MORIN, Antoine – Ecology and control of black flies; Size spectra of stream assemblages; Impacts of human activities on running water ecosystems; Primary and secondary productivity of running waters; Heavy metal contamination of invertebrate communities of the St Lawrence River, near Cornwall; Empirical and predictive models in running water ecology; Role of meiofauna in the nitrogen cycle in marine mesocosms; Design and optimization of sampling programs.

OUELLET, Thérèse - Molecular pathology and gene expression

PAULIN-LEVASSEUR, Micheline - Nuclear lamina; Molecular definition of internal components of the karyoskeleton

PERRY, Steve F. - Comparative respiratory and cardiovascular physiology

PHILOGÈNE, Bernard J.R. - The development of efficient, environmentally acceptable methods for insect control requires an understanding of the insect's strategies for survival and the host's ability to survive.

PICK, Frances - Microbial food chains of lakes and rivers; Biogeochemistry of trace metals in wetlands

PICMAN, Jaroslav - Behavioral Ecology

RENAUD, Claude B. - Ecology, systematics and evolution of two economically important groups of fishes; the lampreys (Petromyzontidae) and codfishes (Gadinae).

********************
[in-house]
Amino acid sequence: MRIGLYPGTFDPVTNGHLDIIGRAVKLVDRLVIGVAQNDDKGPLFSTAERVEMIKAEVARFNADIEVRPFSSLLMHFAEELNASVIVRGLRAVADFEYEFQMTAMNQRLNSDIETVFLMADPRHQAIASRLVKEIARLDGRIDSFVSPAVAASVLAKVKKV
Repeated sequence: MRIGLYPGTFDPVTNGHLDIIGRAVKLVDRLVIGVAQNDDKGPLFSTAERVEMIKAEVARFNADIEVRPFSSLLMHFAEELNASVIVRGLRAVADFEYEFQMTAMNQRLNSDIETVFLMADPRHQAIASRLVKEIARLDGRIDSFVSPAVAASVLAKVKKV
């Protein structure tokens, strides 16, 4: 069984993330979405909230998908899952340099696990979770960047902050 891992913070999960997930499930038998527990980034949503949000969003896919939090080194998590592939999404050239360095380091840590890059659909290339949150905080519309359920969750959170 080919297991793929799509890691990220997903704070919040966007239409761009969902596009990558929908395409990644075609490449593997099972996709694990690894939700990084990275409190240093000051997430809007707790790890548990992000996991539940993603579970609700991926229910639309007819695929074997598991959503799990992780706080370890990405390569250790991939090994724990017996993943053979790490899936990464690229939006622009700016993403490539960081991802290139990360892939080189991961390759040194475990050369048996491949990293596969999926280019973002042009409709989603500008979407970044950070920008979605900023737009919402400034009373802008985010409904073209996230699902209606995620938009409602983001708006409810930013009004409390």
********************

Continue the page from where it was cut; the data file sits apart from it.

ROLLAND-LAGAN, Anne-Gaëlle - trying to understand morphogenesis and morphology using a combination of experimental and computational approaches

RUNDLE, Howard - Interface of natural and sexual selection with quantitative genetics

TRUDEAU, Vance - How the vertebrate brain regulates anterior pituitary hormone release.

WEBER, Jean-Michel - Functional and structural design of energy supply systems for exercise and hypometabolism (fasting, hibernation).

WHITE, Paul - Environmental health sciences

XIA, Xuhua - Molecular ecology, evolution and bioinformatics



Financial Support Available - Graduate students may be eligible for excellence scholarships which are equivalent to tuition fees. Excellence scholarships are awarded to recipients of major external awards (e.g., CIHR, FRQ, NSERC, OGS, SSHRC). They are awarded for each year that the external award is held.
- Full-time graduate students holding assistantships at the University of Ottawa may get their tuition fees and other University of Ottawa expenses completely or partially deducted from their salary, interest-free.
- Students may also be eligible for Ontario Graduate Scholarships in Science and Technology (OGSST).



Admissions and Enquiries Ottawa-Carleton Institute of Biology
Department of Biology
MacDonald Hall
150 Louis Pasteur, Room 329
Ottawa, Ontario K1N 6N5
Phone: 613-562-5800 x6335
Fax: 613-562-5665
Email: lise@science.uottawa.ca

Web: http://www.bio.uottawa.ca/eng/welcome.php


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CSM-SCM Secretariat
17 Dossetter Way
Ottawa, ON K1G 4S3
Canada

Tel: (613) 421-7229